Strategic ambiguity and decision-making: an experimental study
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We conducted a set of experiments to compare the effect of ambiguity in single-person decisions and games. Our results suggest that ambiguity has a bigger impact in games than in ball and urn problems. We find that ambiguity has the opposite effect in games of strategic substitutes and complements. This confirms a theoretical prediction made by Eichberger and Kelsey (J Econ Theory 106:436–466, 2002). In addition, we note that subjects’ ambiguity attitudes appear to be context dependent: ambiguity loving in single-person decisions and ambiguity averse in games. This is consistent with the findings of Kelsey and le Roux (Theory Decis 79:667–688, 2015).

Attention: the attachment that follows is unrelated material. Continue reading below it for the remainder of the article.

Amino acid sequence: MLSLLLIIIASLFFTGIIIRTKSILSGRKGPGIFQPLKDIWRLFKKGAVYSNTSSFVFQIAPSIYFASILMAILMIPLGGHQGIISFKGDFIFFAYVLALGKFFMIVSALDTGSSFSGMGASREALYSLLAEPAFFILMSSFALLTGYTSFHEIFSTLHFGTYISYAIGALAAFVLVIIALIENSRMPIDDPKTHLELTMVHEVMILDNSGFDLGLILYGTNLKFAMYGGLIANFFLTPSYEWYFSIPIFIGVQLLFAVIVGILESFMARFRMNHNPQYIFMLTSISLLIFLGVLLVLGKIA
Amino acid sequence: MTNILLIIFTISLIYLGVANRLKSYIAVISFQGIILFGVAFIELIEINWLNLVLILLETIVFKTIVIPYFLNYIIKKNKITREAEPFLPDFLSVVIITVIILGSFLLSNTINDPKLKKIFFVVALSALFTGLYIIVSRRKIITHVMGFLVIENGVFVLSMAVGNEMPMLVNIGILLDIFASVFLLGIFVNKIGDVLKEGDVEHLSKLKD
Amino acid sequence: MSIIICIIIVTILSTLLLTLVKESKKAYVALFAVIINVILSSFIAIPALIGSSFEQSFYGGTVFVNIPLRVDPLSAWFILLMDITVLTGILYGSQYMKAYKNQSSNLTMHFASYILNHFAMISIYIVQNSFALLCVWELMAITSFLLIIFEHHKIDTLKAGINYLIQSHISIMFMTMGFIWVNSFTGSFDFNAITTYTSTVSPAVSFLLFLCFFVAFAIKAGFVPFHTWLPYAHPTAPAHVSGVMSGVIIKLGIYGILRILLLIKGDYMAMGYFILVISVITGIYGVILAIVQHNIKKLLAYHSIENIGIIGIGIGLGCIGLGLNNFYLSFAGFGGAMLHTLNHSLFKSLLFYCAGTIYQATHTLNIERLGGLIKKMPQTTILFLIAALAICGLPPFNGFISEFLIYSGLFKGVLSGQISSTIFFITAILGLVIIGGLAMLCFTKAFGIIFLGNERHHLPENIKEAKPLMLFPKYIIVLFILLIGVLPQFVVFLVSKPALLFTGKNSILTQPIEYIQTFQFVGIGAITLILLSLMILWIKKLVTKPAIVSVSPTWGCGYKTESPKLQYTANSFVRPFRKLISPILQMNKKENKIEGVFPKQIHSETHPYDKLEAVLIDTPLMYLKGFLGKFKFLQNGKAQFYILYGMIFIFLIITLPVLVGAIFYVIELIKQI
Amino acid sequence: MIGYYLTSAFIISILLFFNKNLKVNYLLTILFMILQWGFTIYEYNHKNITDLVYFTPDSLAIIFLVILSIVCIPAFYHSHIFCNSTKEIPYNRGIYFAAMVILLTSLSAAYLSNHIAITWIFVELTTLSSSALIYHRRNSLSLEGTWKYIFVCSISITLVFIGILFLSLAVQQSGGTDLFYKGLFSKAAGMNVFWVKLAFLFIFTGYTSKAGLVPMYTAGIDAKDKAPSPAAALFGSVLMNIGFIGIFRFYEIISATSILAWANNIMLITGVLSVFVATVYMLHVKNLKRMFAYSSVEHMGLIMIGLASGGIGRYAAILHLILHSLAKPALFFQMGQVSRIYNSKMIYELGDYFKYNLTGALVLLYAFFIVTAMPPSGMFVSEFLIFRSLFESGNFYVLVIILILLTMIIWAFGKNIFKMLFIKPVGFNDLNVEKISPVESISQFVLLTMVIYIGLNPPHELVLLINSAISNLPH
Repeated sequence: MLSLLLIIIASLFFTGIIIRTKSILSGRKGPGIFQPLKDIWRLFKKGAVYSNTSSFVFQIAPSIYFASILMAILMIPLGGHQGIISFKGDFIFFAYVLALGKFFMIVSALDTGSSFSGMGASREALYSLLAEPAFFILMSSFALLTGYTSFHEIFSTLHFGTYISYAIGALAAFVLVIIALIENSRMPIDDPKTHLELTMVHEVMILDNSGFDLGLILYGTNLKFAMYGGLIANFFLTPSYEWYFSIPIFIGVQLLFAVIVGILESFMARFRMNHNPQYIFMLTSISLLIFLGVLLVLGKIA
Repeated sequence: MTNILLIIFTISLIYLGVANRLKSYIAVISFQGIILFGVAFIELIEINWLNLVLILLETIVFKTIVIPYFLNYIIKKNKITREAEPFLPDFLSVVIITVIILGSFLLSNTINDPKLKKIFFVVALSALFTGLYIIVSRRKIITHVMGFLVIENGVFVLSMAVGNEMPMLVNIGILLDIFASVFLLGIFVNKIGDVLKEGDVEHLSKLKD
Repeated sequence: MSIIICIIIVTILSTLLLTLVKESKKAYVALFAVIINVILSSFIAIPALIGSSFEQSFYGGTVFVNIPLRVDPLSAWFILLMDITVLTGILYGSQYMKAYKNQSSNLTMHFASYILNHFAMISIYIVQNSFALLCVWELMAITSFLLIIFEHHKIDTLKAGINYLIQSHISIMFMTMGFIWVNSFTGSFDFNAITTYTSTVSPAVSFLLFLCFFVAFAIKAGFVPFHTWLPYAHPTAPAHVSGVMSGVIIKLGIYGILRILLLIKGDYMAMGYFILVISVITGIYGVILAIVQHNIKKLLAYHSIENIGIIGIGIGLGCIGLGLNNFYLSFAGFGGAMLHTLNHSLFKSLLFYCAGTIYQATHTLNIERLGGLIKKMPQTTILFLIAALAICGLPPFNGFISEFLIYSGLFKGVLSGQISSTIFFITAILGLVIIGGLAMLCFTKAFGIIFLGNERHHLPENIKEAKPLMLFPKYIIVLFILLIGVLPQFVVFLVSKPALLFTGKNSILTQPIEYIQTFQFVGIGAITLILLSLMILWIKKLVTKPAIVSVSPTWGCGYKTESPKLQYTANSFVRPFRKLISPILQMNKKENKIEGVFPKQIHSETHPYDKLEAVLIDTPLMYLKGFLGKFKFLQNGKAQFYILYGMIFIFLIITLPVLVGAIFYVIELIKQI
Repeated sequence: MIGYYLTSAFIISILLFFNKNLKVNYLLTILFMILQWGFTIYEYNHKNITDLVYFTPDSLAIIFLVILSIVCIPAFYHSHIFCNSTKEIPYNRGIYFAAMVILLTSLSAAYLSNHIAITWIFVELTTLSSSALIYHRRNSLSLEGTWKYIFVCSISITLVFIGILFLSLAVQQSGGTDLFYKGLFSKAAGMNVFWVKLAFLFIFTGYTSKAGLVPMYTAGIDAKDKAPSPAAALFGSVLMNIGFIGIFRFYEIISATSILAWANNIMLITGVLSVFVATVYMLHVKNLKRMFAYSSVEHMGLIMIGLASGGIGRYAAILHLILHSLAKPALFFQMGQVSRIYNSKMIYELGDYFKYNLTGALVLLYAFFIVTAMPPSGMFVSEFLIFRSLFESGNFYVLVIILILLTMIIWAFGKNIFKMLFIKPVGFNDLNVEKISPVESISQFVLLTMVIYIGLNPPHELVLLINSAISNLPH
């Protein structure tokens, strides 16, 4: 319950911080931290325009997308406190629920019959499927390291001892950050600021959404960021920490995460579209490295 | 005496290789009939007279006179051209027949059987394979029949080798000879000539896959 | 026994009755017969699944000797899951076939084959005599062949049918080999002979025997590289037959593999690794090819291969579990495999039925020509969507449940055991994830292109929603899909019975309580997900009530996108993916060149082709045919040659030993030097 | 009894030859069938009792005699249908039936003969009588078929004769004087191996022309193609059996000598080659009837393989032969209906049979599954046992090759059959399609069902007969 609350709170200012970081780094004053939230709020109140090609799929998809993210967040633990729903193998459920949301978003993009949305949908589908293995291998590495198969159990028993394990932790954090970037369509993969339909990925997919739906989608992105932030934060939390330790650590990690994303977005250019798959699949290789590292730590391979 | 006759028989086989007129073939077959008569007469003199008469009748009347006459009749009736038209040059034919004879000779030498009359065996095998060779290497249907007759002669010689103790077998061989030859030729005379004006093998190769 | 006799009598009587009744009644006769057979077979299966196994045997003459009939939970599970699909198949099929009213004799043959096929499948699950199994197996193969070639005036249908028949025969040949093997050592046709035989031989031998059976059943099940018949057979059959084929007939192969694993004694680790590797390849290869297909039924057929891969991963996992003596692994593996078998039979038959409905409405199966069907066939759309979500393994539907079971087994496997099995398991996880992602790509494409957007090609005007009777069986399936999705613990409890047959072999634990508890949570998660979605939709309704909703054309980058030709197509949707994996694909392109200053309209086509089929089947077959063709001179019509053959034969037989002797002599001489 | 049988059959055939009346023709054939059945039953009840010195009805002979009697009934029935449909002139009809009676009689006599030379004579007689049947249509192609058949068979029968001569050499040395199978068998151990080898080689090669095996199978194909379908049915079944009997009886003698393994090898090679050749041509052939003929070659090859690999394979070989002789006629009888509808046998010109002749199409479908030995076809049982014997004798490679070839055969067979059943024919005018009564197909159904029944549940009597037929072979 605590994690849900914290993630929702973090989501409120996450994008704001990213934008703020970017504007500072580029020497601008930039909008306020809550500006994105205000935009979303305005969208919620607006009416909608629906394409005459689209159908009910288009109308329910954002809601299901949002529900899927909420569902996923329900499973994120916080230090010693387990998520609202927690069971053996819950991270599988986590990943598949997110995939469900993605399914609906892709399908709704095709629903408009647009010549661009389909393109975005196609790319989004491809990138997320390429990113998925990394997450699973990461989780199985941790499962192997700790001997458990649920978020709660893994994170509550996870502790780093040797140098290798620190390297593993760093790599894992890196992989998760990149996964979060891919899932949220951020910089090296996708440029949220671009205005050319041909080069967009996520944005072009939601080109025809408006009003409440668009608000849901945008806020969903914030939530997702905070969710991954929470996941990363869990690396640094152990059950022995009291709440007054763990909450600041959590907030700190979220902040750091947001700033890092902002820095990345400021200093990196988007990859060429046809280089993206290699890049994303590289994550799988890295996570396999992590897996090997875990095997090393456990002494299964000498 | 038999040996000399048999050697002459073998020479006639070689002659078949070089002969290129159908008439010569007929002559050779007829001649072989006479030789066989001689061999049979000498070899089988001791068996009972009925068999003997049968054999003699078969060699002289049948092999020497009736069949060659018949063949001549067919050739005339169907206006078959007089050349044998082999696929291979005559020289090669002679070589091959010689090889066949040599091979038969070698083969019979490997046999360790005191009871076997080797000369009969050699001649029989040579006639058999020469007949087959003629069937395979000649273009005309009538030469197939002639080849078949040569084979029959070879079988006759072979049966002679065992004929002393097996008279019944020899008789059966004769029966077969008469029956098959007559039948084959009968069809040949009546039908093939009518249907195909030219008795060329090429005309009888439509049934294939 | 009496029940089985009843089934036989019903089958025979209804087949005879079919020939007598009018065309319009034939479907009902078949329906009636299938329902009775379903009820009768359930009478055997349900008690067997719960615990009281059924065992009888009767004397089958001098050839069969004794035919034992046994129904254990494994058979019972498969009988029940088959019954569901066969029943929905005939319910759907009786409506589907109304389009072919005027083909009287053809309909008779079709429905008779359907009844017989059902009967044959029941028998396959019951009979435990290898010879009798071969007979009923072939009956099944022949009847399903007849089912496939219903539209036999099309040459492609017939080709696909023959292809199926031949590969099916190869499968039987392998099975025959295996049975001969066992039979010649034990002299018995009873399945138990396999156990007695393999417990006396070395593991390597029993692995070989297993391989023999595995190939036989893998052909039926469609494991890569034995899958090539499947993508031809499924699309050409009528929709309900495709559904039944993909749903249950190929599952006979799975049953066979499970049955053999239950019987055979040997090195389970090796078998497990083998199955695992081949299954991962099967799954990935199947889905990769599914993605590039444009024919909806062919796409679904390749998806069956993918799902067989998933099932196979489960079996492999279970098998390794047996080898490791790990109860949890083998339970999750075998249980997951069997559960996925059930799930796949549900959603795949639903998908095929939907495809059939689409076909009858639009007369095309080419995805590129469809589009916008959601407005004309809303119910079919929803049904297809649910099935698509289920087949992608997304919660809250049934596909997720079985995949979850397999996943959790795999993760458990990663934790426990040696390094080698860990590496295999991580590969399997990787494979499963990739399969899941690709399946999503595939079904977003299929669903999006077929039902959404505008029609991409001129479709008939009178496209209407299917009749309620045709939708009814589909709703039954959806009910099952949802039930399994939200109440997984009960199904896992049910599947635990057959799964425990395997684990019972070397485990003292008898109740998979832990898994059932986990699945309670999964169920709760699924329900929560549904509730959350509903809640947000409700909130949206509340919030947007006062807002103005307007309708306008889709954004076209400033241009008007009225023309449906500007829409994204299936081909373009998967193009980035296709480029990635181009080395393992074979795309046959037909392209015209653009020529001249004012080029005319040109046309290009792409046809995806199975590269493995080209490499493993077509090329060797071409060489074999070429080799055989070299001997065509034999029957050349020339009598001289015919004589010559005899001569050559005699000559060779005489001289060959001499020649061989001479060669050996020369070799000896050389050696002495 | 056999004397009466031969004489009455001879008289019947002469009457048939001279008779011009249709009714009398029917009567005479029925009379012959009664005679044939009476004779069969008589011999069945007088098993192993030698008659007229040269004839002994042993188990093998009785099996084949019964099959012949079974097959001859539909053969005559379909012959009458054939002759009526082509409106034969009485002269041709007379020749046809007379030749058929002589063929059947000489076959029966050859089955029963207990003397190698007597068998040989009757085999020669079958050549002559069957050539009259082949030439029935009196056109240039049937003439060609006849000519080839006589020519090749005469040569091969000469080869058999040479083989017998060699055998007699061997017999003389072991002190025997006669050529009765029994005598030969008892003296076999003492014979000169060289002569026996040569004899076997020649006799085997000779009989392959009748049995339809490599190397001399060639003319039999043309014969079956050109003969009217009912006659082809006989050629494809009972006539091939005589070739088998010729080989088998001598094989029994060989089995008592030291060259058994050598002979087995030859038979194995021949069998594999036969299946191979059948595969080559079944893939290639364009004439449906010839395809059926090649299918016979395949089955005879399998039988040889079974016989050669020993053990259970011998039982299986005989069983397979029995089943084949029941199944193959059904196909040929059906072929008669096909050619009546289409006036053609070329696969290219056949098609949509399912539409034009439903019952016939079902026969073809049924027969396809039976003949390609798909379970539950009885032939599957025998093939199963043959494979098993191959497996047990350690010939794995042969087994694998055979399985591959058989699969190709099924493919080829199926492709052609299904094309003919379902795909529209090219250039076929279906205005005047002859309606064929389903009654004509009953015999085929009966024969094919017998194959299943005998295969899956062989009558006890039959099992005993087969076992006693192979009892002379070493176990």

KeywordsAmbiguity Choquet expected utility Strategic complements Strategic substitutes Ellsberg urn
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